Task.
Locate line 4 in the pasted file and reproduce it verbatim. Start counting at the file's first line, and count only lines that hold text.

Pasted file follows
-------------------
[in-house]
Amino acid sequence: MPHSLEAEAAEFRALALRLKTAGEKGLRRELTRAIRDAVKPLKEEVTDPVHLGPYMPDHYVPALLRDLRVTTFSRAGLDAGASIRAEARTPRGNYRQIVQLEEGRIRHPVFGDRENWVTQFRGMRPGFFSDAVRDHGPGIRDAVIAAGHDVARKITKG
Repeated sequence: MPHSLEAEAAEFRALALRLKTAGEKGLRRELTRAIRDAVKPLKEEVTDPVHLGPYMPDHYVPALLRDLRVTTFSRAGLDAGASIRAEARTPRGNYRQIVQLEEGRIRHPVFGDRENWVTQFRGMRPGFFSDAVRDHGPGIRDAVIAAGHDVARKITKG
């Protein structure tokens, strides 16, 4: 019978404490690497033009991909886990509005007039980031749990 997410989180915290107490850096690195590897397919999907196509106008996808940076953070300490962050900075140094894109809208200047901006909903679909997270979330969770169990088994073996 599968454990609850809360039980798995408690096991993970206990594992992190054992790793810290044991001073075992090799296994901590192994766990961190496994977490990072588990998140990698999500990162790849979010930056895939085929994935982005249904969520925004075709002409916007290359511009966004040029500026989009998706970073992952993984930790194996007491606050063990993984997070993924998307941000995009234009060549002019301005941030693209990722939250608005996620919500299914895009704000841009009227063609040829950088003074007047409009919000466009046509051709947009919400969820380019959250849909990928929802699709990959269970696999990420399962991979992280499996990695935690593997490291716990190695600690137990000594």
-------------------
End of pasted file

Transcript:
């Protein structure tokens, strides 16, 4: 019978404490690497033009991909886990509005007039980031749990 997410989180915290107490850096690195590897397919999907196509106008996808940076953070300490962050900075140094894109809208200047901006909903679909997270979330969770169990088994073996 599968454990609850809360039980798995408690096991993970206990594992992190054992790793810290044991001073075992090799296994901590192994766990961190496994977490990072588990998140990698999500990162790849979010930056895939085929994935982005249904969520925004075709002409916007290359511009966004040029500026989009998706970073992952993984930790194996007491606050063990993984997070993924998307941000995009234009060549002019301005941030693209990722939250608005996620919500299914895009704000841009009227063609040829950088003074007047409009919000466009046509051709947009919400969820380019959250849909990928929802699709990959269970696999990420399962991979992280499996990695935690593997490291716990190695600690137990000594």